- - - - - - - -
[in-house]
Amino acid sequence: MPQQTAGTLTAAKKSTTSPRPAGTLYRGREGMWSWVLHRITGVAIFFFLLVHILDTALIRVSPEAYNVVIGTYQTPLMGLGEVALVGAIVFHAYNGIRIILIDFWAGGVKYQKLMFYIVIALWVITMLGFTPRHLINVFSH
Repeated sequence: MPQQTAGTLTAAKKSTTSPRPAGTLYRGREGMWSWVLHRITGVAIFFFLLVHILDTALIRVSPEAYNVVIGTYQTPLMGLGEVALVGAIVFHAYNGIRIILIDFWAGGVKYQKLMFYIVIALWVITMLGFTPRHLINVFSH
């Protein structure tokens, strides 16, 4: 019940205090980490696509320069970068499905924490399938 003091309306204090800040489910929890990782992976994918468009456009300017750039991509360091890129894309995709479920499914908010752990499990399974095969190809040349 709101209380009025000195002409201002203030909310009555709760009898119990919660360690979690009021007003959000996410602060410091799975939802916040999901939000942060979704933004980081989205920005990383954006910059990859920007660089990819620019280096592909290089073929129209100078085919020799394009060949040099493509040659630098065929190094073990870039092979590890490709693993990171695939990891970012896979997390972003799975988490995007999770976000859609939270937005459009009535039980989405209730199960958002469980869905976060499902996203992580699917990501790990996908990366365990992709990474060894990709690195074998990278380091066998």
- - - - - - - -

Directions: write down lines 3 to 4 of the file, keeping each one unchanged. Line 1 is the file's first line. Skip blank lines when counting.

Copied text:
Repeated sequence: MPQQTAGTLTAAKKSTTSPRPAGTLYRGREGMWSWVLHRITGVAIFFFLLVHILDTALIRVSPEAYNVVIGTYQTPLMGLGEVALVGAIVFHAYNGIRIILIDFWAGGVKYQKLMFYIVIALWVITMLGFTPRHLINVFSH
């Protein structure tokens, strides 16, 4: 019940205090980490696509320069970068499905924490399938 003091309306204090800040489910929890990782992976994918468009456009300017750039991509360091890129894309995709479920499914908010752990499990399974095969190809040349 709101209380009025000195002409201002203030909310009555709760009898119990919660360690979690009021007003959000996410602060410091799975939802916040999901939000942060979704933004980081989205920005990383954006910059990859920007660089990819620019280096592909290089073929129209100078085919020799394009060949040099493509040659630098065929190094073990870039092979590890490709693993990171695939990891970012896979997390972003799975988490995007999770976000859609939270937005459009009535039980989405209730199960958002469980869905976060499902996203992580699917990501790990996908990366365990992709990474060894990709690195074998990278380091066998």